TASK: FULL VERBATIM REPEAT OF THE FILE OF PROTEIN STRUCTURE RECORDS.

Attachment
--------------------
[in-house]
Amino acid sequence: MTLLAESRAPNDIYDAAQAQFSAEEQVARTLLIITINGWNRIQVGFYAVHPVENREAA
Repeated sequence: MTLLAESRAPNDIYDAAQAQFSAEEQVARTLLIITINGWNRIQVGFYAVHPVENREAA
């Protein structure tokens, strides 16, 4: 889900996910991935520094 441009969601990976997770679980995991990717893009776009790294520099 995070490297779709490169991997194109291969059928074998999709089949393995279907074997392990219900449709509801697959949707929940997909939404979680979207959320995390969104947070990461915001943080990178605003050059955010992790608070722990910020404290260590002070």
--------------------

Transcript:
[in-house]
Amino acid sequence: MTLLAESRAPNDIYDAAQAQFSAEEQVARTLLIITINGWNRIQVGFYAVHPVENREAA
Repeated sequence: MTLLAESRAPNDIYDAAQAQFSAEEQVARTLLIITINGWNRIQVGFYAVHPVENREAA
């Protein structure tokens, strides 16, 4: 889900996910991935520094 441009969601990976997770679980995991990717893009776009790294520099 995070490297779709490169991997194109291969059928074998999709089949393995279907074997392990219900449709509801697959949707929940997909939404979680979207959320995390969104947070990461915001943080990178605003050059955010992790608070722990910020404290260590002070």